It’s also been a very non-London January and February, which is great. So far this year, I’ve been to Birmingham (x2), Bolton, Leatherhead, Liverpool (x2), Oxford, Stafford, and Wolverhampton. Cardiff, Leeds, Middlewich, Plymouth and Totnes all follow before the end of the month. As ever, the benefit of racking up the rail miles is a chance to listen and read interesting material, as well as try and catch up on the emails. So here’s a few things I’ve read recently that I found interesting – well worth making time / train trips for.

  1. Dominic Cummings: How the Brexit referendum was won – Amongst the infuriation you may feel if you voted Remain, there is much of interest in this (long) article from one of the architects of the successful Vote Leave campaign – on the use of digital, on the bubble of Westminster / media, and much more besides
  2. A new paradigm – towards a user-centred social sector – interesting provocation from Tris Lumley at NPC on increasing ownership, engagement and accountability with those normally called ‘beneficiaries’ or ‘service users’ in the social sector. I think it goes a bit far towards the end on the potential of investment to scale specific solutions (language we have heard for years without any evidence any of the approaches has worked), but the point about the disruptive nature and potential of tech is well-made and important.
  3. The Year In Social Enterprise – a 2016 Legislative Review – just as scanning the recruitment pages is often the best way to find out what an organisation is doing / planning, so looking at the realities of what is being brought in in different countries can help document progress of social enterprise. For example, ‘renewed interest in L3C’ isn’t something you hear over here from the US. Likewise, a look at the European Social Enterprise Law Association‘s updates reveals new legislation in Greece, with Bulgaria, Slovakia, Malta, Netherlands, Czech Republic and Estonia also in the process of enacting laws to support social enterprise.
  4. Making Technology Work for the Most Vulnerable – the headline says it all really, and although the article outlines the beginning of thinking rather than any concrete conclusions, this will be one of the key debates of our time. I’ve been thinking a lot about how we define productivity particularly ‘labour productivity’ – it strikes me that we need to invert our thinking on this in the same way that Greyston Bakery does in its famous social enterprise strapline: We don’t hire people to bake cookies; we bake cookies to hire people. Might outputs:outcomes be a more sensible way forward, rather than inputs:outputs?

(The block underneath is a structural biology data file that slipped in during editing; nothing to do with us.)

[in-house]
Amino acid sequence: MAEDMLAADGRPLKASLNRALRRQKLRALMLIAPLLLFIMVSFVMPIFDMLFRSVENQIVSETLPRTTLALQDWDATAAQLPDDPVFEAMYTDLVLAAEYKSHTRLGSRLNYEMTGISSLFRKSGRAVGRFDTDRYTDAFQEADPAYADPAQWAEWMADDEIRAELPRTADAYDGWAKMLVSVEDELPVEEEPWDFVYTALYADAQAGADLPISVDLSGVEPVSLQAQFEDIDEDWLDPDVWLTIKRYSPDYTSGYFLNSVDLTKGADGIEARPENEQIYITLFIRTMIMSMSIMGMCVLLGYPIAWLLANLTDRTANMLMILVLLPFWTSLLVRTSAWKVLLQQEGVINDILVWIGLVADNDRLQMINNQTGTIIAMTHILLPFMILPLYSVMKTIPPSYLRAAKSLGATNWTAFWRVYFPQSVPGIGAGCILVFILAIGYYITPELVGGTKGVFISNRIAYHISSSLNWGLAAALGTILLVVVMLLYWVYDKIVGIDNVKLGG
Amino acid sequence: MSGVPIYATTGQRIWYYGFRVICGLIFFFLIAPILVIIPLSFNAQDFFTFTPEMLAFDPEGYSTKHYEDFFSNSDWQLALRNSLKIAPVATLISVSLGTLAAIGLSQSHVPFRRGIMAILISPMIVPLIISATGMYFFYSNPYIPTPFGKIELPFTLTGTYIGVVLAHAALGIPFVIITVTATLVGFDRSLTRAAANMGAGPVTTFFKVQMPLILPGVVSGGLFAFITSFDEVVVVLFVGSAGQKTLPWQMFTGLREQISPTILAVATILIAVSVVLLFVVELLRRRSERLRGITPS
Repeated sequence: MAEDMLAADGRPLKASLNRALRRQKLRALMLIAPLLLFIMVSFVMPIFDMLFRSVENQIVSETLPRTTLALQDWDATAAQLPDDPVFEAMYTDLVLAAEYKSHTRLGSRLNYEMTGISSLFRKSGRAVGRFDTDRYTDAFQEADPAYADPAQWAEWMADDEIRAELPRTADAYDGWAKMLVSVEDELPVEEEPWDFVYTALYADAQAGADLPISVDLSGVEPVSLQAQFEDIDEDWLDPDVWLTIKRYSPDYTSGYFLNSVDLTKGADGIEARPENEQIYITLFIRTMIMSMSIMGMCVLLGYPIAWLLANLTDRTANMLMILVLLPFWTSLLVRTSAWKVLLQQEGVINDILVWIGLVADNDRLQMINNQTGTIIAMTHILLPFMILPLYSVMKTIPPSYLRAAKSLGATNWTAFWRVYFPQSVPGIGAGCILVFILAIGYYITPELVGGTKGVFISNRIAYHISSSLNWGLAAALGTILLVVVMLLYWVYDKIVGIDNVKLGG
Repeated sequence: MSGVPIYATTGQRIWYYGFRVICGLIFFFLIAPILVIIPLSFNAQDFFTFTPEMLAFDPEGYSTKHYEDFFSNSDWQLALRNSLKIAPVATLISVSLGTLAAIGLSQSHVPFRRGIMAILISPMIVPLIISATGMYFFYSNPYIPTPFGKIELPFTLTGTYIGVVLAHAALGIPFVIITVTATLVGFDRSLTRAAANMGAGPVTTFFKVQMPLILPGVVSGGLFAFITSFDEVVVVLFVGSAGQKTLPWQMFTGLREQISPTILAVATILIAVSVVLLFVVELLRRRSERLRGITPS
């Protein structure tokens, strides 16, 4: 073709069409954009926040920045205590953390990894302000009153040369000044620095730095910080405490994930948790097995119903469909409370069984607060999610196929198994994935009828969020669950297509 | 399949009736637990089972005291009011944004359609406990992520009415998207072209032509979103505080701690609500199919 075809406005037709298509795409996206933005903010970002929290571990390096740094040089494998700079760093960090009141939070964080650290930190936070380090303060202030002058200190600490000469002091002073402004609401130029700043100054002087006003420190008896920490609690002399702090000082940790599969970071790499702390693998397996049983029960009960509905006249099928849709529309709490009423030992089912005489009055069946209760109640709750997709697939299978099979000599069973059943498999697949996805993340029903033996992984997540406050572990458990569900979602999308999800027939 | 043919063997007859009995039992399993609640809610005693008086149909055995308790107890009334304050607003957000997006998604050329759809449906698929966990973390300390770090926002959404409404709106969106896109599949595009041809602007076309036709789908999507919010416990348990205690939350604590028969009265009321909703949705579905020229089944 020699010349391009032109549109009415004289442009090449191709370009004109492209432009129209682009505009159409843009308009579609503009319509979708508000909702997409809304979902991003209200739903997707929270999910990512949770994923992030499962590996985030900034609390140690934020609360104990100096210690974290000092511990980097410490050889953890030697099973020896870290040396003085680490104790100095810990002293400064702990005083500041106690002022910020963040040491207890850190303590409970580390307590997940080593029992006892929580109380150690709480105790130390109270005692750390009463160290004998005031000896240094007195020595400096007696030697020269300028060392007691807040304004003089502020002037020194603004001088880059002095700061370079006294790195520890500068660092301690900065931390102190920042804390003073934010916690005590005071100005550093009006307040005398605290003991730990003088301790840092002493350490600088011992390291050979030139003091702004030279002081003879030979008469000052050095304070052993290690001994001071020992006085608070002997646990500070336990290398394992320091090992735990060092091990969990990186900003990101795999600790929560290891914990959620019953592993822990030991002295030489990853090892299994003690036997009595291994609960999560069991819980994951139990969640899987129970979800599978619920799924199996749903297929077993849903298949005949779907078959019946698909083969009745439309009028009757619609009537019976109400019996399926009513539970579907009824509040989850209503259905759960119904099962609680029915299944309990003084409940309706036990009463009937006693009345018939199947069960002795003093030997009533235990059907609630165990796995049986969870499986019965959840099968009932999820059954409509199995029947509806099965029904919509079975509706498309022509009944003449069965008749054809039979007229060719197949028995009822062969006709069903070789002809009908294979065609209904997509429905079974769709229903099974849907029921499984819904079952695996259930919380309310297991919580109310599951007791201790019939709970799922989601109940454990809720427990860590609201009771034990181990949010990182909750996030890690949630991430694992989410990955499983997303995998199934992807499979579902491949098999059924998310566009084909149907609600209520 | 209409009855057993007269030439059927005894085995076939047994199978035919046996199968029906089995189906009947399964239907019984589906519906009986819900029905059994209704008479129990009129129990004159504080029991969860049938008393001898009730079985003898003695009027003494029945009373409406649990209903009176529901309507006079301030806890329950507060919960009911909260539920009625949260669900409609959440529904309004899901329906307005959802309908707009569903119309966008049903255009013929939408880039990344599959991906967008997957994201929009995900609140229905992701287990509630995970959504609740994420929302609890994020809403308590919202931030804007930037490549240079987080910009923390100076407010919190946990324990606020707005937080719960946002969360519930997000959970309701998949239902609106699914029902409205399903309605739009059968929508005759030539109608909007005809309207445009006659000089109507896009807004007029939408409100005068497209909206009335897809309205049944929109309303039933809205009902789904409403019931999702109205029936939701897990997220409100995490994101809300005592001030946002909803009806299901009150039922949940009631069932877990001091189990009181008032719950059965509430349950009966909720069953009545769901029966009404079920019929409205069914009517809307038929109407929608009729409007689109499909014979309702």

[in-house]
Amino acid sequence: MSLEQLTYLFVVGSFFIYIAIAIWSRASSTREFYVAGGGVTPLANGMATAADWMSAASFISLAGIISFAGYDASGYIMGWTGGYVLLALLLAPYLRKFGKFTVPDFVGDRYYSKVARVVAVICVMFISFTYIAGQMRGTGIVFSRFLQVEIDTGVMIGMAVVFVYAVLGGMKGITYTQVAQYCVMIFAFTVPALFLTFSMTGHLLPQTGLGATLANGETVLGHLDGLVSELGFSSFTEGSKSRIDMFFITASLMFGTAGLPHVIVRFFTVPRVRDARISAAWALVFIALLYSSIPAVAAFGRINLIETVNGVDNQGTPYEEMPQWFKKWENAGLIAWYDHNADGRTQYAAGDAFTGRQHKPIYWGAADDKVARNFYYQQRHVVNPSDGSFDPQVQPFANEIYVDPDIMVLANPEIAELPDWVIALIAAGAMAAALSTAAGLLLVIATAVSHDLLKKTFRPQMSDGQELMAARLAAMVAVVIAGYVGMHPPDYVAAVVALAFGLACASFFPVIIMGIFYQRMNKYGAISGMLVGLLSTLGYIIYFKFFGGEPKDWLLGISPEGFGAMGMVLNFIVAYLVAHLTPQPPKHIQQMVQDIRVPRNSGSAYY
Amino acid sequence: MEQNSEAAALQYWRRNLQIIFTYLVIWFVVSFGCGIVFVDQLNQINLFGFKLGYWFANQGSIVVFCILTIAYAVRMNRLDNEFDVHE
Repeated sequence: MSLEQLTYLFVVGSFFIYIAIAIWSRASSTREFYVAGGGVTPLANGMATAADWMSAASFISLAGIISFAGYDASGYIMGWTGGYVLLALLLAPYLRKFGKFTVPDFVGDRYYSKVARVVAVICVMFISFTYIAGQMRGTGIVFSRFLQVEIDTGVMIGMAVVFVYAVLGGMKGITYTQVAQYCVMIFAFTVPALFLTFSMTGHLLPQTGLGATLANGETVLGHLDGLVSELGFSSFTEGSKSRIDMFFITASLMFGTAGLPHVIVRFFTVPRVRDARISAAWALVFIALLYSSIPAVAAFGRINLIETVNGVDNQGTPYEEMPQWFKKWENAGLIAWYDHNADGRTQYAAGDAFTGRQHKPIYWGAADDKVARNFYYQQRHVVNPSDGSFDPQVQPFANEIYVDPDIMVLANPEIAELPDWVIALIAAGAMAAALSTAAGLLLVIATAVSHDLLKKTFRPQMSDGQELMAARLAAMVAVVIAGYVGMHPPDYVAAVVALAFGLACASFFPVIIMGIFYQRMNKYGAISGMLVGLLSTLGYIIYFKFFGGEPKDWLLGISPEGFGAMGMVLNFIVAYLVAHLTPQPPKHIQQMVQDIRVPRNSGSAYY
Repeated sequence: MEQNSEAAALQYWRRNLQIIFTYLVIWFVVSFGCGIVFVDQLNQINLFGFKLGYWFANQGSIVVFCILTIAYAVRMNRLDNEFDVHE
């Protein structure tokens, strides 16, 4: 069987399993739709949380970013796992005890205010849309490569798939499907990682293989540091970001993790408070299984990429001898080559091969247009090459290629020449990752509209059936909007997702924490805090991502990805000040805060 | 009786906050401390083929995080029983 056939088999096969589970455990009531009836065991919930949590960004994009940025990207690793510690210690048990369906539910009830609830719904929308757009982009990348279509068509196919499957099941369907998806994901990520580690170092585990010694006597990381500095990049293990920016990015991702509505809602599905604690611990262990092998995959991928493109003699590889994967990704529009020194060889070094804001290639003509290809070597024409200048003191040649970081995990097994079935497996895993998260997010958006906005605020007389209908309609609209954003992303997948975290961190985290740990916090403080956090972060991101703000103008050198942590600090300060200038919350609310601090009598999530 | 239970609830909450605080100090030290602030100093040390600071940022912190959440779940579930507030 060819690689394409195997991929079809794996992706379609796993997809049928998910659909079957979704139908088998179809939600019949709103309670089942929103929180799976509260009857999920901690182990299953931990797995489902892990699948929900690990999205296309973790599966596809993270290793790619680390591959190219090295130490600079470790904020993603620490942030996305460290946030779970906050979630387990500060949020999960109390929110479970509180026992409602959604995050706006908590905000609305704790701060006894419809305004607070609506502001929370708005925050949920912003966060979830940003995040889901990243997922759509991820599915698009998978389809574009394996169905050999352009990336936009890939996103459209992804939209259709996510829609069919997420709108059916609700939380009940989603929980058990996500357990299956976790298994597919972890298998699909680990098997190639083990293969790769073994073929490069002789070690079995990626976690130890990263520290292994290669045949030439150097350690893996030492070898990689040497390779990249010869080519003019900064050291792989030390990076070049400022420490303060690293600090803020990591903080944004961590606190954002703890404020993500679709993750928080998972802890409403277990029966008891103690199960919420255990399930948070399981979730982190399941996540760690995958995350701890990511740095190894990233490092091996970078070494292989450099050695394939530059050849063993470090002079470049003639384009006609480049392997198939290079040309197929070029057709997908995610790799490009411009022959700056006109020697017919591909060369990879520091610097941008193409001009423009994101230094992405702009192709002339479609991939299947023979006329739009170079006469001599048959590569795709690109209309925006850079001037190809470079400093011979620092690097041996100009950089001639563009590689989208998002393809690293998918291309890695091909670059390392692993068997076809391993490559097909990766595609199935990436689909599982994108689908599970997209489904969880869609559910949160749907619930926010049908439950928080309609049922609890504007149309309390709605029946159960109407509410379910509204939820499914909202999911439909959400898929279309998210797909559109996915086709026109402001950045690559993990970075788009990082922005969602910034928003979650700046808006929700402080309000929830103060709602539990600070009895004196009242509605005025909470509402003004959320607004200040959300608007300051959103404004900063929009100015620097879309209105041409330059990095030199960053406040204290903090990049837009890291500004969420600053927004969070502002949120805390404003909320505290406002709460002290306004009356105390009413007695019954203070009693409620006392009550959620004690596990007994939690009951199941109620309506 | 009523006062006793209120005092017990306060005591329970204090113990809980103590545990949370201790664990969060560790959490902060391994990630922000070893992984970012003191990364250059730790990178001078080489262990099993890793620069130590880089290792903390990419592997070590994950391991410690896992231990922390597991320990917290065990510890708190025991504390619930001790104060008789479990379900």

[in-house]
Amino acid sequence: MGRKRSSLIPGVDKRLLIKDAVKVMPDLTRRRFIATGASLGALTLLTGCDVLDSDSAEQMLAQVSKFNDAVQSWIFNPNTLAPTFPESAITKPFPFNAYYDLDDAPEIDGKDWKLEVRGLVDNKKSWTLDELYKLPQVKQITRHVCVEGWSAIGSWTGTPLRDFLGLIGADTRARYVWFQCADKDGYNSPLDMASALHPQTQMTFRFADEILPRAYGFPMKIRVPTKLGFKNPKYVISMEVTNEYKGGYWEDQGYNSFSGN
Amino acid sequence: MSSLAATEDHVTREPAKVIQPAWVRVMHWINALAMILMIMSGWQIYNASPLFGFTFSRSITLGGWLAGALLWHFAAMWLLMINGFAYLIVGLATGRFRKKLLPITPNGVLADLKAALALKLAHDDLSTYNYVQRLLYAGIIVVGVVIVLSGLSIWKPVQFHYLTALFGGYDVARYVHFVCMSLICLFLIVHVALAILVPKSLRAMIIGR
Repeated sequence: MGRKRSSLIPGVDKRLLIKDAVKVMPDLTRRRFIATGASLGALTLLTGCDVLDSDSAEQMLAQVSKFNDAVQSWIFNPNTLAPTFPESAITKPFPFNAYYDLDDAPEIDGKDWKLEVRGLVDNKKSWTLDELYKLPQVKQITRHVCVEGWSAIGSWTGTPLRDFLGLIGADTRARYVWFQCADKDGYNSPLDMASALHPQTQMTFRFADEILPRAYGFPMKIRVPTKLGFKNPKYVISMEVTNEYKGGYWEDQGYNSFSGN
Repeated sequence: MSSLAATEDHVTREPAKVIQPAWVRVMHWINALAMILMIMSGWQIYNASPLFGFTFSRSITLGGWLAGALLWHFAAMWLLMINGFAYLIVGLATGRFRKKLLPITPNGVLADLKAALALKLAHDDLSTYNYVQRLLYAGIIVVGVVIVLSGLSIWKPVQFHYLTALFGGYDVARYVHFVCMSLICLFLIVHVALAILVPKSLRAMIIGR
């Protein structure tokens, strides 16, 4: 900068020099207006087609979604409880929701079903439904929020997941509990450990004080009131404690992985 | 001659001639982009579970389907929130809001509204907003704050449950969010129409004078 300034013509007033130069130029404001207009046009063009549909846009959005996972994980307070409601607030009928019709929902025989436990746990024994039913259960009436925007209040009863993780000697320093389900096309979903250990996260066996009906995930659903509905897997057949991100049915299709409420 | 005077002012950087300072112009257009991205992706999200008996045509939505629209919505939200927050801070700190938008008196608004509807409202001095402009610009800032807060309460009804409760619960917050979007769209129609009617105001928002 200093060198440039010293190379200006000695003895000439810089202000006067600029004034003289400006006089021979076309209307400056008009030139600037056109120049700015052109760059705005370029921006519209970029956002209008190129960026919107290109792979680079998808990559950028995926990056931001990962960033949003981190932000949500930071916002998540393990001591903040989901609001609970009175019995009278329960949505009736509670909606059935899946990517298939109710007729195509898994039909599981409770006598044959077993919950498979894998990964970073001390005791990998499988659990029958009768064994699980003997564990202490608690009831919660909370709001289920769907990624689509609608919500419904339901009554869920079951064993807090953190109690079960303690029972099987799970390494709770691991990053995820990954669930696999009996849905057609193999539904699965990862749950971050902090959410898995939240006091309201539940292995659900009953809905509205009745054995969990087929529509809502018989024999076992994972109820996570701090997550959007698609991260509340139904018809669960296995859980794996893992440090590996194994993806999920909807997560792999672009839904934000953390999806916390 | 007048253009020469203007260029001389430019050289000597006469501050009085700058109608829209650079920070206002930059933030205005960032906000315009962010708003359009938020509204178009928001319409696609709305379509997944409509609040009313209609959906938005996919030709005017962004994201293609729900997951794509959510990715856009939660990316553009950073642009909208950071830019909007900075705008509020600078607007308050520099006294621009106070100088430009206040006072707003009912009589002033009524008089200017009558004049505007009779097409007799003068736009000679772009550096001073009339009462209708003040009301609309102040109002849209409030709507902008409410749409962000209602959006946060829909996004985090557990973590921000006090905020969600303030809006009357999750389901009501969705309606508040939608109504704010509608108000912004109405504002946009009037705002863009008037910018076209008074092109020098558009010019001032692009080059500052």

5. Why Collaboration Does Not Equal Innovation – a nice piece from Paul Taylor who works at Bromford, a Midlands-based housing association. Although the headline should probably be ‘why short-term collaboration does not equal innovation’ as that is the primary thrust of what he’s saying here. I agree with everything else here. [On which note, you could check out the 2012 SSIR article on how Innovation Is Not the Holy Grail in the social sector]
  6. Why Being Results-Oriented is Actually Bad – I’m not sure about using poker as a benchmark for business, but I like the contrarian view here, and the focus on making good decisions and trusting the process.
  7. Faulty by Design – the state of public sector commissioning (pdf) – not cheery reading, but some good detailed analysis of the fragmentation and barriers to getting more from public services. Unfortunately, it is just an analysis of everything that’s wrong….presumably a follow-up with some solutions is coming!
  8. Reflecting on Millions Learning: Lessons from Teach First’s scaling story – Teach First isn’t everyone’s cup of tea, and I have some doubts about the transfer of the model to social work and policing. But there’s no doubting the scale of its achievement – to become one of the largest graduate recruiters in the UK in 15 years and support over 1 million people. There’s some interesting lessons here from their outgoing CEO Brett Wigdortz on scale: timing, luck, being ready, thinking system-wide, have the right mindset and more.